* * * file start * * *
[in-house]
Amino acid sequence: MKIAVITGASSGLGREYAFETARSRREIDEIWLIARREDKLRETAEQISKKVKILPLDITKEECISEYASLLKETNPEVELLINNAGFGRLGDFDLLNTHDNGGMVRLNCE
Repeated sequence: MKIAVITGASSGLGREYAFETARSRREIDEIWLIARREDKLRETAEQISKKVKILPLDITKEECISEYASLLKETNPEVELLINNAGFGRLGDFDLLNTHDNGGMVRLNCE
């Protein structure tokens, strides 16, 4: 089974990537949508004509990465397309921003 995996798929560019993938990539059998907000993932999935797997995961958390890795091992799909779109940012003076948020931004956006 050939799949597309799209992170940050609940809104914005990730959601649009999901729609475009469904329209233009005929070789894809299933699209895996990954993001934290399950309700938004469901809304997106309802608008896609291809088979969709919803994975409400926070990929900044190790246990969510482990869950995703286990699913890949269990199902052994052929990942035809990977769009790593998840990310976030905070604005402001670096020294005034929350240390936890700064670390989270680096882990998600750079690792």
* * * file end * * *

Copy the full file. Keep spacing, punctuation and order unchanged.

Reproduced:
[in-house]
Amino acid sequence: MKIAVITGASSGLGREYAFETARSRREIDEIWLIARREDKLRETAEQISKKVKILPLDITKEECISEYASLLKETNPEVELLINNAGFGRLGDFDLLNTHDNGGMVRLNCE
Repeated sequence: MKIAVITGASSGLGREYAFETARSRREIDEIWLIARREDKLRETAEQISKKVKILPLDITKEECISEYASLLKETNPEVELLINNAGFGRLGDFDLLNTHDNGGMVRLNCE
């Protein structure tokens, strides 16, 4: 089974990537949508004509990465397309921003 995996798929560019993938990539059998907000993932999935797997995961958390890795091992799909779109940012003076948020931004956006 050939799949597309799209992170940050609940809104914005990730959601649009999901729609475009469904329209233009005929070789894809299933699209895996990954993001934290399950309700938004469901809304997106309802608008896609291809088979969709919803994975409400926070990929900044190790246990969510482990869950995703286990699913890949269990199902052994052929990942035809990977769009790593998840990310976030905070604005402001670096020294005034929350240390936890700064670390989270680096882990998600750079690792």